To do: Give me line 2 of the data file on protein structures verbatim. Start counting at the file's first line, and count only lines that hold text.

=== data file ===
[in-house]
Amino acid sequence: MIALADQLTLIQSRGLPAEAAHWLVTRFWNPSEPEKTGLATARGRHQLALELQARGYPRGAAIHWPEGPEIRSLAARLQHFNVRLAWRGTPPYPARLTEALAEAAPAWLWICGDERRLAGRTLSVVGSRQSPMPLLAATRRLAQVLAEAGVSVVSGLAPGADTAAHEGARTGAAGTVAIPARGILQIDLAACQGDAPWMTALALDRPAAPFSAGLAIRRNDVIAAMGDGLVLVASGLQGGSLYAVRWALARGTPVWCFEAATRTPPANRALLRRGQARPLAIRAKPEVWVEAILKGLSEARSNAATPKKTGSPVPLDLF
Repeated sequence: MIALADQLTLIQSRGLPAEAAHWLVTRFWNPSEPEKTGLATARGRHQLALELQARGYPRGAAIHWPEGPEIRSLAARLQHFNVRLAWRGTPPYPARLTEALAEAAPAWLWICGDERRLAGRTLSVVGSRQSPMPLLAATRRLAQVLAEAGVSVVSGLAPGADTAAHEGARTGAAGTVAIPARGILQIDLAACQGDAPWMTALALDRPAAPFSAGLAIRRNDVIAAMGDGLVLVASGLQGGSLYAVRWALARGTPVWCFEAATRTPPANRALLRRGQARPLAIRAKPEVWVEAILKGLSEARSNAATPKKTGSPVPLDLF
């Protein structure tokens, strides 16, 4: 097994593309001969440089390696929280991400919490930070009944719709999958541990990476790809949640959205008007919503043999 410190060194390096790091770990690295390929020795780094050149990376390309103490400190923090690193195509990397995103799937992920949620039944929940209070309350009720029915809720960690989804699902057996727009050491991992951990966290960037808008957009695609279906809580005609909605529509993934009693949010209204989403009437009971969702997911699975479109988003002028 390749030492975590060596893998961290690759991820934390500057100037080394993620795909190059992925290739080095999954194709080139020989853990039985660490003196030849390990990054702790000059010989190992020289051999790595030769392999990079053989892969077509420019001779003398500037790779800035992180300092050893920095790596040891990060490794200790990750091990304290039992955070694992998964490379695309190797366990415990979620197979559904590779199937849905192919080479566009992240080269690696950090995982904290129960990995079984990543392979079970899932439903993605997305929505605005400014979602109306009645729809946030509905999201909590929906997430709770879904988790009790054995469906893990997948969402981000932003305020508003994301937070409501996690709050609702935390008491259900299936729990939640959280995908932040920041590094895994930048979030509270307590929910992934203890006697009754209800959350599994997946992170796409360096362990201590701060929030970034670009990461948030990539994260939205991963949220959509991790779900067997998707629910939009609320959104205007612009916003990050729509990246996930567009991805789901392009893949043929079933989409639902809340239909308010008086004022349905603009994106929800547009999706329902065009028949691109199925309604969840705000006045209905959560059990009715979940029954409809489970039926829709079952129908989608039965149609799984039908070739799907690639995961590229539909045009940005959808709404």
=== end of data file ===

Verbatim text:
Amino acid sequence: MIALADQLTLIQSRGLPAEAAHWLVTRFWNPSEPEKTGLATARGRHQLALELQARGYPRGAAIHWPEGPEIRSLAARLQHFNVRLAWRGTPPYPARLTEALAEAAPAWLWICGDERRLAGRTLSVVGSRQSPMPLLAATRRLAQVLAEAGVSVVSGLAPGADTAAHEGARTGAAGTVAIPARGILQIDLAACQGDAPWMTALALDRPAAPFSAGLAIRRNDVIAAMGDGLVLVASGLQGGSLYAVRWALARGTPVWCFEAATRTPPANRALLRRGQARPLAIRAKPEVWVEAILKGLSEARSNAATPKKTGSPVPLDLF